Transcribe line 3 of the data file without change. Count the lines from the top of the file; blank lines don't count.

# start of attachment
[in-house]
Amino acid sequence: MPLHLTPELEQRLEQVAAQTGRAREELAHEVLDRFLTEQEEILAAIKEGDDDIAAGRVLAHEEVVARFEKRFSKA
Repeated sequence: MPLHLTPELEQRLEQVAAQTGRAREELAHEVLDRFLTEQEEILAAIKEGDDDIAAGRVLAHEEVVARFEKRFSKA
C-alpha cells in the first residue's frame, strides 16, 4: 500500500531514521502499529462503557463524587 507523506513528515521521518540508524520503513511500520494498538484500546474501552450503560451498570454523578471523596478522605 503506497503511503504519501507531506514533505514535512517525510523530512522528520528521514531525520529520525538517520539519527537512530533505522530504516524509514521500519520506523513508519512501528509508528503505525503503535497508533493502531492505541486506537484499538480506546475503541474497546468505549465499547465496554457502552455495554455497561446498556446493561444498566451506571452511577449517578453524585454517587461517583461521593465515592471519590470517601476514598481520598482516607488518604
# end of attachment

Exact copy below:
Repeated sequence: MPLHLTPELEQRLEQVAAQTGRAREELAHEVLDRFLTEQEEILAAIKEGDDDIAAGRVLAHEEVVARFEKRFSKA